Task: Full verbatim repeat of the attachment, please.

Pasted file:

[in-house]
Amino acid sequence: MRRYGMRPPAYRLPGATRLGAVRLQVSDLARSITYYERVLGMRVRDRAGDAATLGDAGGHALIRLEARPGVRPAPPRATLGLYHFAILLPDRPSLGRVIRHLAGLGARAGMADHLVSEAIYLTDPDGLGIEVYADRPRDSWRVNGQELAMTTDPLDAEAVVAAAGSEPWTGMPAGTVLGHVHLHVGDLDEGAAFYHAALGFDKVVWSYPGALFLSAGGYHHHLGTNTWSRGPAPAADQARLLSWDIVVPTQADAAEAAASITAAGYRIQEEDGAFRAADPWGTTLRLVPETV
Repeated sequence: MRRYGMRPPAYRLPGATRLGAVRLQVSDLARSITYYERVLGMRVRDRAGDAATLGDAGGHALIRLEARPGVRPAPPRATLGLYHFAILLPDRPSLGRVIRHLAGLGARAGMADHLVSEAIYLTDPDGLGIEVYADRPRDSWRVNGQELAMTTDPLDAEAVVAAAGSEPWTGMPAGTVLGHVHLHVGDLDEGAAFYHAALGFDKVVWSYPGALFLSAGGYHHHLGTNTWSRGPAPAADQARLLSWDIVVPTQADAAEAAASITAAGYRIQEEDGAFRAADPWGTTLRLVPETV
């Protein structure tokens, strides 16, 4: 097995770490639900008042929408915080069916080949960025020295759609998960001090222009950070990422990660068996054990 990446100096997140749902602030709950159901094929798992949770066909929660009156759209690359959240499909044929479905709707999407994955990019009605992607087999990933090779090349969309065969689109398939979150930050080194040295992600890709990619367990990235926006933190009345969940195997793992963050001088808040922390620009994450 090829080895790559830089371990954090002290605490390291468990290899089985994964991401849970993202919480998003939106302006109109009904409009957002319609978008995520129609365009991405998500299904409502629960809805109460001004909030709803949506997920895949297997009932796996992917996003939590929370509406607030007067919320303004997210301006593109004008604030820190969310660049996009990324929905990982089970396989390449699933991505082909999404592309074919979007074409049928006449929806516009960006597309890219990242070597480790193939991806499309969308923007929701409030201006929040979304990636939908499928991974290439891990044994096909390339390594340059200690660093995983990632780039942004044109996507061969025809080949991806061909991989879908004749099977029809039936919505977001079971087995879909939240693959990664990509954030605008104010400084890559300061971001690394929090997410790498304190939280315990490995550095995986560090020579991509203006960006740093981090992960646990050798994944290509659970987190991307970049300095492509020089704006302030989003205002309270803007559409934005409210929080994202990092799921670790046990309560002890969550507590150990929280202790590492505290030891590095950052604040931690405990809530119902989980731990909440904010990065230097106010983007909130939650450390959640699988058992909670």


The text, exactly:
[in-house]
Amino acid sequence: MRRYGMRPPAYRLPGATRLGAVRLQVSDLARSITYYERVLGMRVRDRAGDAATLGDAGGHALIRLEARPGVRPAPPRATLGLYHFAILLPDRPSLGRVIRHLAGLGARAGMADHLVSEAIYLTDPDGLGIEVYADRPRDSWRVNGQELAMTTDPLDAEAVVAAAGSEPWTGMPAGTVLGHVHLHVGDLDEGAAFYHAALGFDKVVWSYPGALFLSAGGYHHHLGTNTWSRGPAPAADQARLLSWDIVVPTQADAAEAAASITAAGYRIQEEDGAFRAADPWGTTLRLVPETV
Repeated sequence: MRRYGMRPPAYRLPGATRLGAVRLQVSDLARSITYYERVLGMRVRDRAGDAATLGDAGGHALIRLEARPGVRPAPPRATLGLYHFAILLPDRPSLGRVIRHLAGLGARAGMADHLVSEAIYLTDPDGLGIEVYADRPRDSWRVNGQELAMTTDPLDAEAVVAAAGSEPWTGMPAGTVLGHVHLHVGDLDEGAAFYHAALGFDKVVWSYPGALFLSAGGYHHHLGTNTWSRGPAPAADQARLLSWDIVVPTQADAAEAAASITAAGYRIQEEDGAFRAADPWGTTLRLVPETV
């Protein structure tokens, strides 16, 4: 097995770490639900008042929408915080069916080949960025020295759609998960001090222009950070990422990660068996054990 990446100096997140749902602030709950159901094929798992949770066909929660009156759209690359959240499909044929479905709707999407994955990019009605992607087999990933090779090349969309065969689109398939979150930050080194040295992600890709990619367990990235926006933190009345969940195997793992963050001088808040922390620009994450 090829080895790559830089371990954090002290605490390291468990290899089985994964991401849970993202919480998003939106302006109109009904409009957002319609978008995520129609365009991405998500299904409502629960809805109460001004909030709803949506997920895949297997009932796996992917996003939590929370509406607030007067919320303004997210301006593109004008604030820190969310660049996009990324929905990982089970396989390449699933991505082909999404592309074919979007074409049928006449929806516009960006597309890219990242070597480790193939991806499309969308923007929701409030201006929040979304990636939908499928991974290439891990044994096909390339390594340059200690660093995983990632780039942004044109996507061969025809080949991806061909991989879908004749099977029809039936919505977001079971087995879909939240693959990664990509954030605008104010400084890559300061971001690394929090997410790498304190939280315990490995550095995986560090020579991509203006960006740093981090992960646990050798994944290509659970987190991307970049300095492509020089704006302030989003205002309270803007559409934005409210929080994202990092799921670790046990309560002890969550507590150990929280202790590492505290030891590095950052604040931690405990809530119902989980731990909440904010990065230097106010983007909130939650450390959640699988058992909670």